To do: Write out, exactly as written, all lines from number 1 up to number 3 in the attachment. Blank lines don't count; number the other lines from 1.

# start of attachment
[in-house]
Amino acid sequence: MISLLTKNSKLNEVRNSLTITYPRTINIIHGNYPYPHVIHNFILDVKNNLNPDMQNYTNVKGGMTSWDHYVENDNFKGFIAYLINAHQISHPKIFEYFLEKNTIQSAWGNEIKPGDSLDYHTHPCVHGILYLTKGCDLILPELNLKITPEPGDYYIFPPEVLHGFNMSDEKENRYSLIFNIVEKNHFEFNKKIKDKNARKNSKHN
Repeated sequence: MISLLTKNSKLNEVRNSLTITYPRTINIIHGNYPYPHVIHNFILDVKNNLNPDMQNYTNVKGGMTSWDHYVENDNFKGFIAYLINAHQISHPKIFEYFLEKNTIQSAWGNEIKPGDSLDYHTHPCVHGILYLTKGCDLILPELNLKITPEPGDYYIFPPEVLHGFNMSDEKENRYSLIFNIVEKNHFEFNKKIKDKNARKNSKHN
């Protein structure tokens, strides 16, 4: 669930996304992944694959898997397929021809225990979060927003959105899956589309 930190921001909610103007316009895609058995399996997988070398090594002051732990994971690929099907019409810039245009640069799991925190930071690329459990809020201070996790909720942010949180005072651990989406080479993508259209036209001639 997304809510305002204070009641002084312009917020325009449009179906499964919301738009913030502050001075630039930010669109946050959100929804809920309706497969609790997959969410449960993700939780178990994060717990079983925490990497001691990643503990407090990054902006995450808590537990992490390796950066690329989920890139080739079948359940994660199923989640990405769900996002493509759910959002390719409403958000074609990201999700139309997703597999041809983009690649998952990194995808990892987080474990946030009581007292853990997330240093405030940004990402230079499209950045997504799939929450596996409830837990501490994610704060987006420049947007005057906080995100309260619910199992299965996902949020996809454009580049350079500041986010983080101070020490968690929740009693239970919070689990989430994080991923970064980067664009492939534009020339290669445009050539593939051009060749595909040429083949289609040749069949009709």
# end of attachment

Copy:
[in-house]
Amino acid sequence: MISLLTKNSKLNEVRNSLTITYPRTINIIHGNYPYPHVIHNFILDVKNNLNPDMQNYTNVKGGMTSWDHYVENDNFKGFIAYLINAHQISHPKIFEYFLEKNTIQSAWGNEIKPGDSLDYHTHPCVHGILYLTKGCDLILPELNLKITPEPGDYYIFPPEVLHGFNMSDEKENRYSLIFNIVEKNHFEFNKKIKDKNARKNSKHN
Repeated sequence: MISLLTKNSKLNEVRNSLTITYPRTINIIHGNYPYPHVIHNFILDVKNNLNPDMQNYTNVKGGMTSWDHYVENDNFKGFIAYLINAHQISHPKIFEYFLEKNTIQSAWGNEIKPGDSLDYHTHPCVHGILYLTKGCDLILPELNLKITPEPGDYYIFPPEVLHGFNMSDEKENRYSLIFNIVEKNHFEFNKKIKDKNARKNSKHN